The negotiation process can take days, weeks or months depending on the complexity of the issues. The landlord’s underlying position is that the tenant be able to fulfill the terms of the lease. Landlords want a tenant that enhances the value of their space and provides a steady stream of uninterrupted income. Landlords have a fiduciary responsibility to manage the building for a group of investors or have substantial loan commitments that they must adhere to. Hence the very intensive process to insure the financial viability of the tenant.

Tenant’s underlying position is that the lease is supportable by the dynamics of the business. Negotiations do not always result in a deal. The best alternative to a negotiated settlement may indeed be that the tenant walks away. If you are not comfortable with any material aspect, the best decision, in fact the only decision is to walk away. There will be other deals.

Everything is negotiable!

Tuesday, July 17, 2007

Survival of the Fittest:

Natural Selection, the process by which the wide diversity of life on this planet evolved, is based on survival of the fittest. What is interesting is that Charles Darwin defined “fittest” as the one that best adapts to its environment. The “fittest”, means the one who makes the most efficient use of energy, it does not mean, the biggest, the strongest, or the fastest. The efficient use of energy is important because the availability of food changed over time. The lack of food favored one characteristic over another. The ones who were the most efficient had the advantage of being able to survive the longest, when the food supply varied.

In business, the marketplace is the lever of natural selection. The marketplace is as ruthless as nature. Survival and prosperity goes to the ones who are able to adapt quickly, to an ever changing landscape. Success does not go to the strongest, the most well financed, the largest, or even the fastest. Success goes to the ones that heed the signals from the marketplace and adapt quickly.

Monday, July 16, 2007

Social Brain:

Scientist have discovered that are brains are wired for sociability. We crave human interaction, we like being with people and where people are. The food actually tastes better and the experience is much more memorable if the restaurant is full. There is a certain amount of unease when you are eating in an establishment by yourself. Having the place full validates their decision to eat there. When the place is empty and the food and service appear to be good, there is a certain amount of cognitive dissonance that occurs, because there must be something you are not getting, otherwise you would not be dining alone.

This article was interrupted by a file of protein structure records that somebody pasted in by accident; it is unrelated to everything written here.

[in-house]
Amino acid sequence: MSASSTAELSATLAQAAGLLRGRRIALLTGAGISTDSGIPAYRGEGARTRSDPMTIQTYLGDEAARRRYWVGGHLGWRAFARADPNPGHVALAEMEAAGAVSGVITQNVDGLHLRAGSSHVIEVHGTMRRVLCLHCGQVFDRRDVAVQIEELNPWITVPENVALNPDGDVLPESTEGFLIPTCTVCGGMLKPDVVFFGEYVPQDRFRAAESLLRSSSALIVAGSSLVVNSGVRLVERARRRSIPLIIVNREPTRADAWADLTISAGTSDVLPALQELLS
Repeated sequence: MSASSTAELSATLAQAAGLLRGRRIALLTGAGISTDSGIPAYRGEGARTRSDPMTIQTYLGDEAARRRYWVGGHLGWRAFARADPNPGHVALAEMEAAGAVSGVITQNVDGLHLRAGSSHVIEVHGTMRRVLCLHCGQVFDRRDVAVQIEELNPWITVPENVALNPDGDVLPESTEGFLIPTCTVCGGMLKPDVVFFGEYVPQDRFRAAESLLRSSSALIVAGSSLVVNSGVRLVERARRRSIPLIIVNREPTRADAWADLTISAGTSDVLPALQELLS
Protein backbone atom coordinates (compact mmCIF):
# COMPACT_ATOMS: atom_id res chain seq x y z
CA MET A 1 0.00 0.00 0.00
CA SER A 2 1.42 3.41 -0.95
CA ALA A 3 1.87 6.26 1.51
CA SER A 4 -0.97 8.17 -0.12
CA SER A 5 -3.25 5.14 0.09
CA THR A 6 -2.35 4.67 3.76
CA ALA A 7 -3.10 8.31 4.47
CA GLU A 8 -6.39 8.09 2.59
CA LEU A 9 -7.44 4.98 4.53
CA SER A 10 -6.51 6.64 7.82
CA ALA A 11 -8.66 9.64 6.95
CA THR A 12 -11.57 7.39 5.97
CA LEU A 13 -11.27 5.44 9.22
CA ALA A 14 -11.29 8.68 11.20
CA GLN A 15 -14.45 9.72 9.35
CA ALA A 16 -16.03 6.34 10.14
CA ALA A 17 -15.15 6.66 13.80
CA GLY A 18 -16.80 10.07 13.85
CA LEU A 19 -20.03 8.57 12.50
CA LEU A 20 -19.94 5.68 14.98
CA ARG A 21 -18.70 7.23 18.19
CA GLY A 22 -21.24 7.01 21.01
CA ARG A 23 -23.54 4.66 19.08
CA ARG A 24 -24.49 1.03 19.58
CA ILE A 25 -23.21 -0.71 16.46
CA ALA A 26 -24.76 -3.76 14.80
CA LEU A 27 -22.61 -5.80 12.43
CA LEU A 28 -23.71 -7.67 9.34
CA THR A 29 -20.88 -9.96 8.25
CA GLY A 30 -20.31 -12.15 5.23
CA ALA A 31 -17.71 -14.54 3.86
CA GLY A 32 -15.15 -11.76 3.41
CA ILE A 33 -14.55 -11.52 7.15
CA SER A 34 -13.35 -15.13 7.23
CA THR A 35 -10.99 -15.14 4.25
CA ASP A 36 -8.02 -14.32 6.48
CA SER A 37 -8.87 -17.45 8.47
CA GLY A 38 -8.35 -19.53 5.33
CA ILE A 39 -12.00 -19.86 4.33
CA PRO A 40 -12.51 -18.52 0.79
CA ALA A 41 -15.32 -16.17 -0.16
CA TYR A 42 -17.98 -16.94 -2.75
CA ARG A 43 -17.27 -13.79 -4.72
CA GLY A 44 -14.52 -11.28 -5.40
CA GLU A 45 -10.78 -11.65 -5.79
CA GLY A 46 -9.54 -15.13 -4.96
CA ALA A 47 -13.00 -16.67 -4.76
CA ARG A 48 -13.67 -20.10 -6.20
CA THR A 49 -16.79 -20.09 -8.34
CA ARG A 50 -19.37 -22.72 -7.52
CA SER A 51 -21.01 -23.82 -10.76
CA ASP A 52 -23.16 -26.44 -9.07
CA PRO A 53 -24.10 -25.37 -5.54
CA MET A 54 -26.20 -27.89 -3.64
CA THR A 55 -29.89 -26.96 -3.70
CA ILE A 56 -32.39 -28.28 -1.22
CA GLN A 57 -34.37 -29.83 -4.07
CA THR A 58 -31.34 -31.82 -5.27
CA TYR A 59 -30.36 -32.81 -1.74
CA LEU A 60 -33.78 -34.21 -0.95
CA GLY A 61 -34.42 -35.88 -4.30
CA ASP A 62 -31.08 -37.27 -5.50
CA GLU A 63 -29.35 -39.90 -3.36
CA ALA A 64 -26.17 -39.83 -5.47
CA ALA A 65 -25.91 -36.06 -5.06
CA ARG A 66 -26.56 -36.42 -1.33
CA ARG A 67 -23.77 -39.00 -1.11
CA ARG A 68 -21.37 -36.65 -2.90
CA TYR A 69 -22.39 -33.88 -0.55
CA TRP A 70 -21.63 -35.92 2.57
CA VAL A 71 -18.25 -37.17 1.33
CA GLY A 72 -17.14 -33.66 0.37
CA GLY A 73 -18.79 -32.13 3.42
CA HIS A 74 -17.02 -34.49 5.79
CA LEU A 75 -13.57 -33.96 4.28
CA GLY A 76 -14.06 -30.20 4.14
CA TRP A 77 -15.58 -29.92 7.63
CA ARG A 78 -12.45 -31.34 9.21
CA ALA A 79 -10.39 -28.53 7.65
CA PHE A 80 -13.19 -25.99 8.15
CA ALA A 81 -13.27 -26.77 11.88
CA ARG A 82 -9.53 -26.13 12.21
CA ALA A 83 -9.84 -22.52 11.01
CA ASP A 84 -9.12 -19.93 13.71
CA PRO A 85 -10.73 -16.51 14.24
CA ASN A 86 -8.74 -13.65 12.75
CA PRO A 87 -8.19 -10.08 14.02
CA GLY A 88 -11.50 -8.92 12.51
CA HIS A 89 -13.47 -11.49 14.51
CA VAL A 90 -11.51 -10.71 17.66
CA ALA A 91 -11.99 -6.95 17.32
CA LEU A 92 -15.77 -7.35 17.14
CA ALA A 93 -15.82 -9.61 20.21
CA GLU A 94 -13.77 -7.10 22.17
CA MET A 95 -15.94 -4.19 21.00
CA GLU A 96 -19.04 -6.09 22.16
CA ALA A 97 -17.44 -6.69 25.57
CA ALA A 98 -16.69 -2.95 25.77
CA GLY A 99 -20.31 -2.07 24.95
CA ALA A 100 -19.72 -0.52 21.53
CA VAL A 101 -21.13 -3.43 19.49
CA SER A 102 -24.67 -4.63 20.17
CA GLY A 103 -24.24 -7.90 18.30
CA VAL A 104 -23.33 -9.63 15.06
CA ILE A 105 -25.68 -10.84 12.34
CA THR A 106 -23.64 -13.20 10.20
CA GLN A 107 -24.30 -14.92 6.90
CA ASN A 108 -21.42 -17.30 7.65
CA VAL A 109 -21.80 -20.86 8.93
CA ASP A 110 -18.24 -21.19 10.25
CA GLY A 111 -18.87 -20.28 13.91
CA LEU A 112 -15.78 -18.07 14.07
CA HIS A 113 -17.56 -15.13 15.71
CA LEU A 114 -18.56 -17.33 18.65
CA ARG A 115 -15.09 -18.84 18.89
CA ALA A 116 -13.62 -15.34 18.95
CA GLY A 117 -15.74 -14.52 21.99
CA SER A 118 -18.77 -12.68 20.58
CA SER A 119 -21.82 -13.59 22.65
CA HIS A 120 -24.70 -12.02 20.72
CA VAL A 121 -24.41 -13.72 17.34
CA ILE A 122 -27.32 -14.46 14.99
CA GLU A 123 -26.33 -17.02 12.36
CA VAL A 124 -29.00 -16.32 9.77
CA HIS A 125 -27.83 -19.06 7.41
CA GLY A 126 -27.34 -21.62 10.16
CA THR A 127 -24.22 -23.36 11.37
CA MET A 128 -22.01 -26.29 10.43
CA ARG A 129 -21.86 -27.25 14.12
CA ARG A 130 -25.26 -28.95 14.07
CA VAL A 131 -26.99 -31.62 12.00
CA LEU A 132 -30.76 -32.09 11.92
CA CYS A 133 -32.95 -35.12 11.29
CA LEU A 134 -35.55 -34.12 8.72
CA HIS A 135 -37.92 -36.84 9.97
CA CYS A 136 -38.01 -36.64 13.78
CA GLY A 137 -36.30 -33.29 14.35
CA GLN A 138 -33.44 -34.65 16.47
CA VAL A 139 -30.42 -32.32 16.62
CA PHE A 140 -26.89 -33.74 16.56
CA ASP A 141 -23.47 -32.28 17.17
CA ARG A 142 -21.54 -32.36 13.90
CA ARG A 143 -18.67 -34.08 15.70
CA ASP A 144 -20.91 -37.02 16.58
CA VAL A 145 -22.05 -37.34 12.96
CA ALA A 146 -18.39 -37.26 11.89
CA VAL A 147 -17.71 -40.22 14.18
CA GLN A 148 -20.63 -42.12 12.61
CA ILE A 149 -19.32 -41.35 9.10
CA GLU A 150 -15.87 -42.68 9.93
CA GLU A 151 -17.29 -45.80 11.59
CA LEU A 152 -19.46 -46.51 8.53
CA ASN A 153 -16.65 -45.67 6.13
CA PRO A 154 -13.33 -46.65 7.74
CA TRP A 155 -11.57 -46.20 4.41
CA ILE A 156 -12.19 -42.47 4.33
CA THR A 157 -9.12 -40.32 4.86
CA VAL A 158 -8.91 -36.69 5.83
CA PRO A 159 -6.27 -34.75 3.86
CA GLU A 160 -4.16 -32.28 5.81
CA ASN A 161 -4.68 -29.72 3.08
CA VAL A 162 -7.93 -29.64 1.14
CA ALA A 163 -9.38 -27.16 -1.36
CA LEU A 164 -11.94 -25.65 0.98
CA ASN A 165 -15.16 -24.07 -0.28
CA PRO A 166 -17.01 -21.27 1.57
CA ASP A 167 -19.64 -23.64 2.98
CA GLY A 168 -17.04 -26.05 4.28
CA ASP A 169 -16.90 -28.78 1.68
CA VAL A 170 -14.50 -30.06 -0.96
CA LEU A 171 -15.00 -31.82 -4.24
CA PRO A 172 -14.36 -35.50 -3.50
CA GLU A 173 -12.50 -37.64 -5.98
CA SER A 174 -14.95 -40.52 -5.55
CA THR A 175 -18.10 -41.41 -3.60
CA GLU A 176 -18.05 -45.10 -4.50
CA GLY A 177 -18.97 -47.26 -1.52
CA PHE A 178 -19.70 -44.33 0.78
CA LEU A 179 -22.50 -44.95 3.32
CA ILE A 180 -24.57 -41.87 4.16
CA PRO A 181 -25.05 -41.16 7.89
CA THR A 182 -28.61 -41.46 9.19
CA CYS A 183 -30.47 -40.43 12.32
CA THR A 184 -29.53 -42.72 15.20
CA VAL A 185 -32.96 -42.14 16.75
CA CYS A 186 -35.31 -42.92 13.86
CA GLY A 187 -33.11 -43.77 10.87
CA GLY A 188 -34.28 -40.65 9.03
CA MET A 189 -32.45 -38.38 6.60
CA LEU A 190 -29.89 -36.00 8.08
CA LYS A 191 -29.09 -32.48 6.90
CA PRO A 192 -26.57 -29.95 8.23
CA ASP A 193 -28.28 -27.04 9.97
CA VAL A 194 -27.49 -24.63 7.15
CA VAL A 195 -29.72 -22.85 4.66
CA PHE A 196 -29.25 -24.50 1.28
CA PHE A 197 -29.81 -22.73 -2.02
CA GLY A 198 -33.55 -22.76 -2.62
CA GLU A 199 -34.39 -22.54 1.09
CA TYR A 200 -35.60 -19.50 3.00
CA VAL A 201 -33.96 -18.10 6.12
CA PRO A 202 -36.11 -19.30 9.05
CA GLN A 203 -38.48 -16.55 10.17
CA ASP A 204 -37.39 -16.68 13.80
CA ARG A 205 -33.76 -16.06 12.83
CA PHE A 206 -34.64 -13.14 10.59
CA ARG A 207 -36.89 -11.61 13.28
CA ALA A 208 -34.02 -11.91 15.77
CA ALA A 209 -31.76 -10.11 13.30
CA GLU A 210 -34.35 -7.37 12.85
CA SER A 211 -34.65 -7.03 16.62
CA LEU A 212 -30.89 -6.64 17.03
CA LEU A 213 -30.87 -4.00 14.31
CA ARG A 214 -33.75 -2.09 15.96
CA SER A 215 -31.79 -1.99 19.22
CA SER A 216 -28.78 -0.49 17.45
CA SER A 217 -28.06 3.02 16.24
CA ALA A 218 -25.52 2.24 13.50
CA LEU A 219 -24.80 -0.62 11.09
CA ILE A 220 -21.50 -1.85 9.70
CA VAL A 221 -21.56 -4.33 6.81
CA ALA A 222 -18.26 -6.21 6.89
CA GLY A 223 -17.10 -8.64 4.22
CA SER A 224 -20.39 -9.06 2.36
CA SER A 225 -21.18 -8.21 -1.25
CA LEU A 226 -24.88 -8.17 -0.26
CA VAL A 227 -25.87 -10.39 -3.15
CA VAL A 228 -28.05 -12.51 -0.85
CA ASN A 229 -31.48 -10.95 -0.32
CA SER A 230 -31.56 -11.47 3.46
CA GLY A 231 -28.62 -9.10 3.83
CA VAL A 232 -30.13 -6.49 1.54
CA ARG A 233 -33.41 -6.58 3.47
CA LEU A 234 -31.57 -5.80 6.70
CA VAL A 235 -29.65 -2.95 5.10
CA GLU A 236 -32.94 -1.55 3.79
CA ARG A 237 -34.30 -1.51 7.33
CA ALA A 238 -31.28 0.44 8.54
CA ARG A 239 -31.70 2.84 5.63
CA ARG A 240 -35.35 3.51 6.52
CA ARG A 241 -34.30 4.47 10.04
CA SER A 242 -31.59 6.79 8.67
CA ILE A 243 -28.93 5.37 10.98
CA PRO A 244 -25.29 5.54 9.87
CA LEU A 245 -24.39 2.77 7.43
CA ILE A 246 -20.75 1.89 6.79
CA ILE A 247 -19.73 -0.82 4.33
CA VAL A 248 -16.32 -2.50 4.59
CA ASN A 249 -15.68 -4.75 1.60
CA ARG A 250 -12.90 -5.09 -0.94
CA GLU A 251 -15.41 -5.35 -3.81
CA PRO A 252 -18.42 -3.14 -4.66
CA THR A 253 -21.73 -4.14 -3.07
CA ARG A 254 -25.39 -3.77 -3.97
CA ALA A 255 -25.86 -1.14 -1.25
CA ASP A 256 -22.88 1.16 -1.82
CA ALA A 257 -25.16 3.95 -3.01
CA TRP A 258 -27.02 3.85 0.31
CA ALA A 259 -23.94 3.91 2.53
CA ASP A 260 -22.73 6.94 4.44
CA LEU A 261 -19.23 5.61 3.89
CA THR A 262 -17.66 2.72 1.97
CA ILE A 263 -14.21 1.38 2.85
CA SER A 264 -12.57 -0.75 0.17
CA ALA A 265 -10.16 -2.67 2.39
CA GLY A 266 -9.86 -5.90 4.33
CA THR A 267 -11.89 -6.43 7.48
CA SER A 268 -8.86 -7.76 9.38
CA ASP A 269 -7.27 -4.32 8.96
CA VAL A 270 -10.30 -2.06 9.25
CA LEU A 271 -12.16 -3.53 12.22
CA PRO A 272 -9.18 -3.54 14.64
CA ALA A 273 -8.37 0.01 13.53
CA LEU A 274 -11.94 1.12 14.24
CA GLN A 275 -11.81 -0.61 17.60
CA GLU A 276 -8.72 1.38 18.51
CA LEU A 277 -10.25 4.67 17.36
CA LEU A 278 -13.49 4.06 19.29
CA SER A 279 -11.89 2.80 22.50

People do not go to restaurants for food, they can get food anywhere. People go to restaurants to be with other people. Your objective as a proprietor is to create community in your place. Find innovated ways for your guests to interact with each other. Have them become a community and they will market your establishment for you.

Sunday, July 15, 2007

Hot Dog Stand:

Growing up in Chicago, I came to appreciate a great hot dog and a fantastic Italian Beef sandwich. Hot dog joints were on every corner, and they were usually operated by scruffy guys you would be afraid to meet on the street. The Health Department has improved the hygiene immensely and weeded out the worst offenders. A new hot dog / beef joint recently opened up in a newly built strip mall by my home. There are ten spaces in the strip mall and four are restaurants. The four are a Mexican, a pizza place, an Italian Café Bistro and the aforementioned hot dog joint. Walking into the hot dog joint, it looked like every other place in the area. The aluminum counters and chairs, tile floors, stainless everywhere, pictures of Old Chicago grace the walls, ketchup in red plastic squeeze bottles, and napkin dispenser adorned the tables. The counter person was very efficient and took our order in a helpful professional manner. The food was delivered hot and good.